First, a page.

The Ports of Auckland must be moved for the growth and prosperity of the city, say three mayoral candidates.
Their comments came after a survey of 328 small business representatives by MYOB revealed 39 per cent would vote for a mayoral candidate who proposed to move the port.
The survey also found 31 per cent opposed a move while 32 per cent said it would not affect their vote.
During a mayoral debate yesterday on Newstalk ZB, Phil Goff, John Palino and Victoria Crone said moving the port was important.
Speaking to Leighton Smith, Mr Goff said the port would reach capacity for bulk cargo probably within the next three to 10 years and for container traffic within the next 24 to 40.
"At a certain point Auckland port will not be able to take any further traffic and I am not in favour of the port expanding into the harbour.
"The second reason is that there is 75ha of prime central business district land there that I think would produce a better return than a port."
He said moving the port would also reduce congestion on Auckland's motorways.
Victoria Crone said the port couldn't grow with the city and was therefore obsolete.
"We have moved on and our economy is no longer driven by [the port]. It is an important part of it but it is not the main driver."
She said it was important to take a 50 to 100-year view of the port, which would enable people to see the port would not have the capacity to serve the city.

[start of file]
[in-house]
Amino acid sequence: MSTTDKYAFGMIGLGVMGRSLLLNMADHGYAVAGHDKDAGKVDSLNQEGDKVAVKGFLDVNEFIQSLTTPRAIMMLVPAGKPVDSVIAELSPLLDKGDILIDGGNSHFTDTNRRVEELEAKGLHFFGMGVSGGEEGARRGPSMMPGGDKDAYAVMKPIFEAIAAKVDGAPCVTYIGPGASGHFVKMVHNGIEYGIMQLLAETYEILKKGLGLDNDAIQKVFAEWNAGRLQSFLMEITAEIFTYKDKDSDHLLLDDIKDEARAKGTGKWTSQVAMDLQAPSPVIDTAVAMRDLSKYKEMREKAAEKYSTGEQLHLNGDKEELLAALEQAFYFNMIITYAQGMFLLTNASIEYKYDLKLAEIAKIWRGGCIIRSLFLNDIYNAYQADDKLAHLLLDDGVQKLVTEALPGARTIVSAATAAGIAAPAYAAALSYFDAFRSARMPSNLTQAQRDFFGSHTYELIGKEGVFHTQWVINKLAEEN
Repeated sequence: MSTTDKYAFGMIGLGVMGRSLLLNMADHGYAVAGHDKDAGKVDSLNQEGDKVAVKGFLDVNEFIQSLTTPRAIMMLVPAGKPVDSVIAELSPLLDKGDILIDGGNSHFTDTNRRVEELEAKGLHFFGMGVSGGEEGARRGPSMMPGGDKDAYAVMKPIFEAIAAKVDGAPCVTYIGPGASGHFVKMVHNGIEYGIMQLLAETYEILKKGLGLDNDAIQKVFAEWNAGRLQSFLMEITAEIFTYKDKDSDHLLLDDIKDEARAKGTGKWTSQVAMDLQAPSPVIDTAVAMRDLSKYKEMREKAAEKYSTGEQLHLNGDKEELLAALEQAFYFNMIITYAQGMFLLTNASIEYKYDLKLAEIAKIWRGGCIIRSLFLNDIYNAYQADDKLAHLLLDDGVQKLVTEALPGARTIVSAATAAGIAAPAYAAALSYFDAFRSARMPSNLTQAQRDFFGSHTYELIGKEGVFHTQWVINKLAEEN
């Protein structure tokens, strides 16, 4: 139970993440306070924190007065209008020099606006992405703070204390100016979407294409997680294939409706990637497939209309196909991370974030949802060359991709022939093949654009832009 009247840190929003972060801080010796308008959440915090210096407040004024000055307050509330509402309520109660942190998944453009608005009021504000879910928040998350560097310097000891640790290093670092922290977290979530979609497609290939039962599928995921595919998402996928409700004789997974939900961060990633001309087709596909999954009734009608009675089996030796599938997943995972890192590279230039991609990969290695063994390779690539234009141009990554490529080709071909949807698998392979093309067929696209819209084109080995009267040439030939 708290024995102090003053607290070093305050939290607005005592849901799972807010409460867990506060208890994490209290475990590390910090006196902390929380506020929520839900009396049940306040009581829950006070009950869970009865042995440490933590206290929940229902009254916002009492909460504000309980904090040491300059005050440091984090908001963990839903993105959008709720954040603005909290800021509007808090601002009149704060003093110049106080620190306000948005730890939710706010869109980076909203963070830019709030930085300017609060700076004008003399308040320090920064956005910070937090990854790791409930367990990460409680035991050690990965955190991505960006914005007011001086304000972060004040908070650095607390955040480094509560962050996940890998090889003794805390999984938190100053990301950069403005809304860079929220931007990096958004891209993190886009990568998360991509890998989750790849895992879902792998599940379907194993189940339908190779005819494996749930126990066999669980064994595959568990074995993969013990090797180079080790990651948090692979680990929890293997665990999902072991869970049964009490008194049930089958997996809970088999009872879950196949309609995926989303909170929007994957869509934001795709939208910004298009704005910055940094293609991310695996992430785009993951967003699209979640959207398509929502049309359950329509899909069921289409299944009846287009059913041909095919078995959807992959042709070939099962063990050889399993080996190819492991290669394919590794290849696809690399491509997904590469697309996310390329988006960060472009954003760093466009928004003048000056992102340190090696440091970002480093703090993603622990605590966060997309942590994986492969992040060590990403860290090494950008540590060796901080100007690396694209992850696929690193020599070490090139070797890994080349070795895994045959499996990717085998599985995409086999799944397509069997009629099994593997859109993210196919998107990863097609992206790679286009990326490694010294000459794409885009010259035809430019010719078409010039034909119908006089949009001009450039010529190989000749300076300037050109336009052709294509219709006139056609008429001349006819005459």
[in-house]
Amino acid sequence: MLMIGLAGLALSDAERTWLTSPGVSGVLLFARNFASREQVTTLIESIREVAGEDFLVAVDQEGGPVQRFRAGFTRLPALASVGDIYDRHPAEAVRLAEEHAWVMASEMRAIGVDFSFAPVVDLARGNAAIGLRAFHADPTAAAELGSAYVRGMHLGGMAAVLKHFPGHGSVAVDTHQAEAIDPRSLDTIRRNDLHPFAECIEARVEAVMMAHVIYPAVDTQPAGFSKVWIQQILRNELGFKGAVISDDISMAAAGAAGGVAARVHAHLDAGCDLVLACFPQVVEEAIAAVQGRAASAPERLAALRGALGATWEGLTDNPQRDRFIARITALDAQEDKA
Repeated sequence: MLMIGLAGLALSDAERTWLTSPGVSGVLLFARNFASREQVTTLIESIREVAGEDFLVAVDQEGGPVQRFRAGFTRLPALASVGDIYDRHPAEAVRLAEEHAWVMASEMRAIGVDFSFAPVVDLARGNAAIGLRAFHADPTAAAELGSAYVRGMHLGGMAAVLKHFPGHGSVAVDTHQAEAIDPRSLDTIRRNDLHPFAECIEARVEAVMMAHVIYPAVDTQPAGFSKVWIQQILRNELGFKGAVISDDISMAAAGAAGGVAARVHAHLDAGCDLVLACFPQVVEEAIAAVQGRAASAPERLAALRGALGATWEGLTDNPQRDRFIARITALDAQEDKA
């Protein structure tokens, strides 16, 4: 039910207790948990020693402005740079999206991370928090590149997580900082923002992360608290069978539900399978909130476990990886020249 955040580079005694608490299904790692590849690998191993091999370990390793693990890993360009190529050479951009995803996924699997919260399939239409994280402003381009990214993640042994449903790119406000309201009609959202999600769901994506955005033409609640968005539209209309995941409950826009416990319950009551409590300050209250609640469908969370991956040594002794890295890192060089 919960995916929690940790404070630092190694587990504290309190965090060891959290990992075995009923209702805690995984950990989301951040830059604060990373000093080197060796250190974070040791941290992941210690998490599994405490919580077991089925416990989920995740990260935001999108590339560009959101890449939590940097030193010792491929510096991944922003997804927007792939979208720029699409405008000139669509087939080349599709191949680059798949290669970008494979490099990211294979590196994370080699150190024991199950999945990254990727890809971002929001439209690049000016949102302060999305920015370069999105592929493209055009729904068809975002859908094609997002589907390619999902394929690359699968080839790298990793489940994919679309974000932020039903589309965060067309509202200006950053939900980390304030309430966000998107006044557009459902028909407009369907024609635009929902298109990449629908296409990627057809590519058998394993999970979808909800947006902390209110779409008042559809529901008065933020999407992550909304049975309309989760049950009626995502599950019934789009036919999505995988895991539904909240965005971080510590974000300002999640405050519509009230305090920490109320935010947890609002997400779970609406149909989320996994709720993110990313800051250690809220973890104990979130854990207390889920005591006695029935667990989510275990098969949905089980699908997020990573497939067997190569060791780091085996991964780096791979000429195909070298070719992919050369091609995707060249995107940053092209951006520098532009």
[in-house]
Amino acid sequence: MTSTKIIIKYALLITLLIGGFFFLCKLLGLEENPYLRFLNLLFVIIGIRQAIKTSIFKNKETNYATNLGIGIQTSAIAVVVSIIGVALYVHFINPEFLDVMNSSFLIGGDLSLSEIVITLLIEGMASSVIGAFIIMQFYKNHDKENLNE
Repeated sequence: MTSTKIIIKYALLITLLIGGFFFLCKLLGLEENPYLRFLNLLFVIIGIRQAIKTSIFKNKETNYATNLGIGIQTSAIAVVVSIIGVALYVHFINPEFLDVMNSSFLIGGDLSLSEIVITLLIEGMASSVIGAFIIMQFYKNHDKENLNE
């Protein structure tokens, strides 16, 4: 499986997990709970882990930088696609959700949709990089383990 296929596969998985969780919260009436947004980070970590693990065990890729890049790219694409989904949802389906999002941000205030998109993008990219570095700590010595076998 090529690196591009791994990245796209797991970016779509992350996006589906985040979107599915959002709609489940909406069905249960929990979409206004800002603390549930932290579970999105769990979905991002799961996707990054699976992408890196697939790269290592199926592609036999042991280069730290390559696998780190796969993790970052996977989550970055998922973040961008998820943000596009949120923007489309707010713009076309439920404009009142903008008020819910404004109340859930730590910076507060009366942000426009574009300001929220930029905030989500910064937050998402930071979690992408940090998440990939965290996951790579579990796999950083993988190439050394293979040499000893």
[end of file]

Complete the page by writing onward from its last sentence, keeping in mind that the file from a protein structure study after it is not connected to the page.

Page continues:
"Our focus has to be on how do we move it, how do we move it cost-effectively, how do we keep the business communities in Auckland as little affected as possible when we go through the move and then we have an incredible piece of land with significant infrastructure opportunity that we can then open up to all of Auckland."
Ms Crone suggested the land could then be used for "a combination of economic and social living, vibrant night life, we need a ferry terminal, people have said we need a stadium, we could look at a Sydney opera house".
John Palino argued the business part of the port should be sold.
"If we sell the business part of the port, the value in the port is really the real estate ... so we could look at Tauranga and Whangarei and possibly create a deal with them where we sell them the port or we sell someone else the port.
"We [then] give them the ability to run that port for up to 10 years but the deal would be that in 10 years the port has to be removed."
Mark Thomas meanwhile opposed their views.
At a certain point Auckland port will not be able to take any further traffic and I am not in favour of the port expanding into the harbour.
There were other priorities the council needed to deal with before looking at moving the port, such as further investment in rail, he said.
"Those are the issues I want to be focusing on, not the wishful thinking and planning that others seem to be focused on."
Penny Bright said any plan to move the port would have to have full transparency to the public.
Early last year the port was subject to protest after consent for two huge wharf extensions was granted without the public's knowledge.
Following the "Save our Harbour" campaign, the High Court ruled that consents for the project were invalid because the public were not given a say.